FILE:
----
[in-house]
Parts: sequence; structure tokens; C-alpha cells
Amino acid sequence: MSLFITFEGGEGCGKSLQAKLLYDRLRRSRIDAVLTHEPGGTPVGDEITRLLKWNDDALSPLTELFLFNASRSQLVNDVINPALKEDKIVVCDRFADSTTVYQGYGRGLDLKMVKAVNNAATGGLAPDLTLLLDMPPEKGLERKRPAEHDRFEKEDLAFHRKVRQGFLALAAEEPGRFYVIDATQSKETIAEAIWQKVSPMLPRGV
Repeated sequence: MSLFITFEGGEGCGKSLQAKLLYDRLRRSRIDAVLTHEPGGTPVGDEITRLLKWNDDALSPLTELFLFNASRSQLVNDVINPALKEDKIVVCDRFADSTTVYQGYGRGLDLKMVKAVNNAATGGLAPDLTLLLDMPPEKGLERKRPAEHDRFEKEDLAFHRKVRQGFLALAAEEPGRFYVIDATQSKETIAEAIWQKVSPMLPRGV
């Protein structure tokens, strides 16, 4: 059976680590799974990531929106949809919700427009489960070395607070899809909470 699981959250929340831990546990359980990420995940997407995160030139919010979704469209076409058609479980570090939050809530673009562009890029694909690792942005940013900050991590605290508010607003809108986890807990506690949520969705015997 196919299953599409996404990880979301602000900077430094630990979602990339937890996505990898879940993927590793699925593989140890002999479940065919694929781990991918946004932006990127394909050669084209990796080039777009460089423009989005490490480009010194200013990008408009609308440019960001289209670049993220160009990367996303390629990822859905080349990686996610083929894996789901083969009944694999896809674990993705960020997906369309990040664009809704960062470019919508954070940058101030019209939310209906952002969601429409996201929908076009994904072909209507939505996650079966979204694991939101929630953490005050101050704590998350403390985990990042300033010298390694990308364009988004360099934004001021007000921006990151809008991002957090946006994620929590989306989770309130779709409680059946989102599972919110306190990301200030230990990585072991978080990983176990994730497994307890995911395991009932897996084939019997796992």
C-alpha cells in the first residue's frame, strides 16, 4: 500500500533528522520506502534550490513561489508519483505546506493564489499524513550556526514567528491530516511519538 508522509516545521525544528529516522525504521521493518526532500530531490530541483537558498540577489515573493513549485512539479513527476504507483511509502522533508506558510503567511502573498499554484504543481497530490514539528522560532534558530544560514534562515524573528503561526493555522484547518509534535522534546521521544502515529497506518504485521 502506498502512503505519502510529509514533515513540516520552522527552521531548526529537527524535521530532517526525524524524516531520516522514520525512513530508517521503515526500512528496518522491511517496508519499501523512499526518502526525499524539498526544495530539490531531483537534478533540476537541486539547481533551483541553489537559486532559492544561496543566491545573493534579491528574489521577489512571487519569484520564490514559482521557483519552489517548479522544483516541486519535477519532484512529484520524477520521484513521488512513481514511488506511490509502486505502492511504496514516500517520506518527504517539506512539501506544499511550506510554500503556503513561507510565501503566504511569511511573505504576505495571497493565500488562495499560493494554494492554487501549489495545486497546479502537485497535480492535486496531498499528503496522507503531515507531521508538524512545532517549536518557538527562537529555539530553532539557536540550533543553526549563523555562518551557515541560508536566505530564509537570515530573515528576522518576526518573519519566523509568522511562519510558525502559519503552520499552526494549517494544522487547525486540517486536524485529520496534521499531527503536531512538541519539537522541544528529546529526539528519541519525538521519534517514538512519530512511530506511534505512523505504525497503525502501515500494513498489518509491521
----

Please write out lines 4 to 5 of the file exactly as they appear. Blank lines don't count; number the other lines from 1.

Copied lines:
Repeated sequence: MSLFITFEGGEGCGKSLQAKLLYDRLRRSRIDAVLTHEPGGTPVGDEITRLLKWNDDALSPLTELFLFNASRSQLVNDVINPALKEDKIVVCDRFADSTTVYQGYGRGLDLKMVKAVNNAATGGLAPDLTLLLDMPPEKGLERKRPAEHDRFEKEDLAFHRKVRQGFLALAAEEPGRFYVIDATQSKETIAEAIWQKVSPMLPRGV
């Protein structure tokens, strides 16, 4: 059976680590799974990531929106949809919700427009489960070395607070899809909470 699981959250929340831990546990359980990420995940997407995160030139919010979704469209076409058609479980570090939050809530673009562009890029694909690792942005940013900050991590605290508010607003809108986890807990506690949520969705015997 196919299953599409996404990880979301602000900077430094630990979602990339937890996505990898879940993927590793699925593989140890002999479940065919694929781990991918946004932006990127394909050669084209990796080039777009460089423009989005490490480009010194200013990008408009609308440019960001289209670049993220160009990367996303390629990822859905080349990686996610083929894996789901083969009944694999896809674990993705960020997906369309990040664009809704960062470019919508954070940058101030019209939310209906952002969601429409996201929908076009994904072909209507939505996650079966979204694991939101929630953490005050101050704590998350403390985990990042300033010298390694990308364009988004360099934004001021007000921006990151809008991002957090946006994620929590989306989770309130779709409680059946989102599972919110306190990301200030230990990585072991978080990983176990994730497994307890995911395991009932897996084939019997796992």